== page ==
posted by Allie Stoneberg on September 5, 2013 3:49 PM
In anticipation of the NFL season, ESPN’s NFL hosts, analysts and insiders predicted the eight divisional winners, AFC and NFC wild cards, Super Bowl matchup, Super Bowl XLVIII champion and NFL MVP for 2013.
Of the 35 total predictions, the Seattle Seahawks and Denver Broncos are favorites to be crowned Super Bowl champion with eight votes each, followed closely by Atlanta (seven) and San Francisco (four).
New England is heavily favored to win the AFC East, with Ron Jaworski the lone ESPN analyst to not pick the Patriots (picked the Miami Dolphins). Other popular division champion picks include the Denver Broncos (AFC West), Houston Texans (AFC South) and Green Bay Packers (NFC North).
For NFL MVP, it’s no surprise quarterbacks lead the voting, with Peyton Manning garnering eight votes and Colin Kaepernick, Tom Brady, Aaron Rodgers and Matt Ryan each with five.
For the complete list of commentator predictions, click here or see chart below. continue reading…
posted by Mac Nwulu on August 12, 2013 3:30 PM
The sixth edition of ESPN’s Face to Face with Hannah Storm series (tonight, 7 p.m. ET, ESPN2) will feature long-form interviews with four NFL stars – Vernon Davis, Clay Matthews, J.J. Watt and Russell Wilson.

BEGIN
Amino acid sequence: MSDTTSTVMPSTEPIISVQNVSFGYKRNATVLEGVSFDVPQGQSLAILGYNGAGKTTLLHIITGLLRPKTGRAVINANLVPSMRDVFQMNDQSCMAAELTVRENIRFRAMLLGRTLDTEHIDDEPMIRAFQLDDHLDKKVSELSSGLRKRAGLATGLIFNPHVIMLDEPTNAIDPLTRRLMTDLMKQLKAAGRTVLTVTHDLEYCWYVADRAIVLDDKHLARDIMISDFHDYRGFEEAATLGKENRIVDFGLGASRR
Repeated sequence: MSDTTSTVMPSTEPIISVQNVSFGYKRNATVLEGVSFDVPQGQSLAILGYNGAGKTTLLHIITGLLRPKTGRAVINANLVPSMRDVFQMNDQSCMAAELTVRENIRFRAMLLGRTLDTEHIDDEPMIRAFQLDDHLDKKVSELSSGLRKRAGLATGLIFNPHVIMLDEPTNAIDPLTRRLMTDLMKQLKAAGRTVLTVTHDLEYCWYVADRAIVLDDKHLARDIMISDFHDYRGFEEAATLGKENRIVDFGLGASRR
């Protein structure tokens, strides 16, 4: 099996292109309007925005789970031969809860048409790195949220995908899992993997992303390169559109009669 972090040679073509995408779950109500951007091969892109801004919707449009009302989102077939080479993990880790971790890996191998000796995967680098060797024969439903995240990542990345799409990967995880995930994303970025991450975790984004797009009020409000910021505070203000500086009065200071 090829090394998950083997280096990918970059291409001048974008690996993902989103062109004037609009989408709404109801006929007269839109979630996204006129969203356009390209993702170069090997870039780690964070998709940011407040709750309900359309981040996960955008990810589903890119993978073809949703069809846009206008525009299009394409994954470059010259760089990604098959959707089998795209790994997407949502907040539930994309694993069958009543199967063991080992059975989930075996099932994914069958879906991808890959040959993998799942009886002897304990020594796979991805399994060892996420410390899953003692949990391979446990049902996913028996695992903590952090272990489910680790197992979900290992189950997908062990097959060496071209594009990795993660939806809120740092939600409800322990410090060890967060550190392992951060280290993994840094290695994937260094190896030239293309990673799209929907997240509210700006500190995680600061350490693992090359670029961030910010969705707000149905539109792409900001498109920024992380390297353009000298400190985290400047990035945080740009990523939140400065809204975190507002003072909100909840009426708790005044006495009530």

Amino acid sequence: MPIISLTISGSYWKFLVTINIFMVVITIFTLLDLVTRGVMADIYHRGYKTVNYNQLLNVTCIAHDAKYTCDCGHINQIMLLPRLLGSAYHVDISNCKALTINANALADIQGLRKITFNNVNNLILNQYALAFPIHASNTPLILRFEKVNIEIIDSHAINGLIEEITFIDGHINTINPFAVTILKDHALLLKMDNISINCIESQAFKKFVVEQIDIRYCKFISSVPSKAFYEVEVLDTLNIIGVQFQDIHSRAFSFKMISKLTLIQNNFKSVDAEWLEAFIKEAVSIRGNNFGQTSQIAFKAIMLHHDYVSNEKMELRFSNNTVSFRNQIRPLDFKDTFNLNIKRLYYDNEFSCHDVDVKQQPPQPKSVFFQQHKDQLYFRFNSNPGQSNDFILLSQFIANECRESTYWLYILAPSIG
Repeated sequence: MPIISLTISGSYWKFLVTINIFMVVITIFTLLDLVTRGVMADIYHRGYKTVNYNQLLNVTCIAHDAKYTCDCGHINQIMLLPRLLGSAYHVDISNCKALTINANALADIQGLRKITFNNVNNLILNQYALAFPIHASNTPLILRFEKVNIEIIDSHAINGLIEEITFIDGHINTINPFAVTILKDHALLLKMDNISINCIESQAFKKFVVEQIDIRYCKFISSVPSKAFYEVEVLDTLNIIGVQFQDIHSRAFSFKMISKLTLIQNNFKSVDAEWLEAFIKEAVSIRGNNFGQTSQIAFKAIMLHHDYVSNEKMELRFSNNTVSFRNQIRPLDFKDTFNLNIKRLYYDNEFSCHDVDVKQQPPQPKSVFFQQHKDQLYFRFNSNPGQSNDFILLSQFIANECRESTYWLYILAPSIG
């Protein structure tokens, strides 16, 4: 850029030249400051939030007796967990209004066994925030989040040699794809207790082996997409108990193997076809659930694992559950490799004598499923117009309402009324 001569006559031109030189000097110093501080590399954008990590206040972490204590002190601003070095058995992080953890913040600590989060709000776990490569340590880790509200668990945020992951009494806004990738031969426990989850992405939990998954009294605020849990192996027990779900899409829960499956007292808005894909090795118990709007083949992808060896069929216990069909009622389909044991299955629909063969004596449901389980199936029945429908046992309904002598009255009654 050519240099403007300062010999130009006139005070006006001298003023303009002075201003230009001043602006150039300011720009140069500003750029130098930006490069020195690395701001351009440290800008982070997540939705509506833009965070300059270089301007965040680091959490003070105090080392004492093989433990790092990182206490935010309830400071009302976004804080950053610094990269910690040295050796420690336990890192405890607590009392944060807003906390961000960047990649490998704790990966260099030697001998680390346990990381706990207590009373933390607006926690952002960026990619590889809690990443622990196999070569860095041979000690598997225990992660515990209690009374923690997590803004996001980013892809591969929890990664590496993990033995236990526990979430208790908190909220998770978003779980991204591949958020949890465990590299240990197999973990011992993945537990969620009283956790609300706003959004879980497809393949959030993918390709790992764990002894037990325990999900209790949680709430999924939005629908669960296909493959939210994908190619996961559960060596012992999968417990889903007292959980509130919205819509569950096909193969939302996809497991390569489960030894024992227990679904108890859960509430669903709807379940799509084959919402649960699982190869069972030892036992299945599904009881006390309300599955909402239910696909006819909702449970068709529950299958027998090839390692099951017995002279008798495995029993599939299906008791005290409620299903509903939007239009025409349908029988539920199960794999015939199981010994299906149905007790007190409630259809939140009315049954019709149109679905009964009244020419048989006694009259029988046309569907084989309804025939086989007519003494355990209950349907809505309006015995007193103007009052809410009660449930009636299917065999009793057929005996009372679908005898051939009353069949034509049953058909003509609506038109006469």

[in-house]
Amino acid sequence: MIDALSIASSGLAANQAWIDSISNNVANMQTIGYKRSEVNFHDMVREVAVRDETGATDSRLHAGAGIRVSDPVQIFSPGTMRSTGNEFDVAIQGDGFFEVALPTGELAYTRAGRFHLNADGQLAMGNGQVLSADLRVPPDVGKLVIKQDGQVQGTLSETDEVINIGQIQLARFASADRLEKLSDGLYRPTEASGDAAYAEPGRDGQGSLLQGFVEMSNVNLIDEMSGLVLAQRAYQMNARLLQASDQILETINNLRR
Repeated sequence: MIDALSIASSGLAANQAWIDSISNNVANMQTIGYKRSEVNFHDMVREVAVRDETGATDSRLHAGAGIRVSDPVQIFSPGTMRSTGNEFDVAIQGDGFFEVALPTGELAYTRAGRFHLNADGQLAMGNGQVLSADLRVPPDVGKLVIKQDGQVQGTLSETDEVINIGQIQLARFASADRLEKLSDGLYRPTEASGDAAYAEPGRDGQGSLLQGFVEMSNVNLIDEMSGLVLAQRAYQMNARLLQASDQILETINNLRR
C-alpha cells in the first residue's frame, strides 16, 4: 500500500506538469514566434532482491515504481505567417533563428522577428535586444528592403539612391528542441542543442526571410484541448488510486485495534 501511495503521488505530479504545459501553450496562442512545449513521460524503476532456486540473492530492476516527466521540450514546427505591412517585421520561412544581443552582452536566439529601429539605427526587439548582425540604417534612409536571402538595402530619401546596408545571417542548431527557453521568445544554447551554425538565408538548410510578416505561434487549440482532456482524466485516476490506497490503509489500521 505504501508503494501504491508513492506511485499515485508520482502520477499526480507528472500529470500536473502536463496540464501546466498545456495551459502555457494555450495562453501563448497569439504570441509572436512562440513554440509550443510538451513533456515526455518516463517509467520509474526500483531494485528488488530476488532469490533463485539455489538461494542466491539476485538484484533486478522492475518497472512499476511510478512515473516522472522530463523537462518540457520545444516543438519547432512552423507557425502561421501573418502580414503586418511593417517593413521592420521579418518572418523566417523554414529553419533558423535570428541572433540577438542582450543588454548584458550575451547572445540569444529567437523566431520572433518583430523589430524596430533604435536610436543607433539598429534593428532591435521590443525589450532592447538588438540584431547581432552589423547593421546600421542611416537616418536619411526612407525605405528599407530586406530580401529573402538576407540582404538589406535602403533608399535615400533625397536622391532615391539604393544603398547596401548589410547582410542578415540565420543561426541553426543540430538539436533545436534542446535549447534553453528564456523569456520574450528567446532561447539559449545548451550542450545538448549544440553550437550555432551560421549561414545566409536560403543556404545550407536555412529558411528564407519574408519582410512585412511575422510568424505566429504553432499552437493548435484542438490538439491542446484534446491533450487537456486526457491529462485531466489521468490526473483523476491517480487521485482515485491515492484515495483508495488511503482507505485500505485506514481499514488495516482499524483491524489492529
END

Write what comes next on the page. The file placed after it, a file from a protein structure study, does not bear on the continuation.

Front Row caught up with Storm, a SportsCenter anchor – and successful film director/producer – to share her impressions of the stars on the upcoming show.
San Francisco 49ers tight end Vernon Davis: continue reading…
posted by Sheldon Spencer on January 18, 2013 3:56 PM
Washington Redskins linebacker London Fletcher (l) caught up with former rival and NFL analyst Darren Woodson in the ESPN newsroom during a guest analyst appearance in Bristol this week.
(Joe Faraoni/ESPN Images)
London Fletcher has played 15 NFL seasons without missing a game.
Even in the offseason, the Washington Redskins linebacker does not like a lot of down time.
Just 10 days after the Redskins’ season ended in a 24-14 NFC Wildcard Playoff loss to the Seattle Seahawks, Fletcher visited ESPN and appeared on various NFL shows to lend his insights.
“I really just enjoyed learning about everything that goes into producing a show,” he said.
Becoming an NFL television analyst “would be the ideal transition” as a post-playing career option, Fletcher said Thursday. He enjoyed his two-day stint on-air and appeared on SportsCenter, NFL Live and NFL32 to help ESPN bring fans more insights into the AFC and NFC Conference Championship games this weekend. continue reading…
posted by Carrie Kreiswirth on January 2, 2013 9:40 AM
Rookie QB Russell Wilson has rewarded Seahawks head coach Pete Carroll’s faith in him.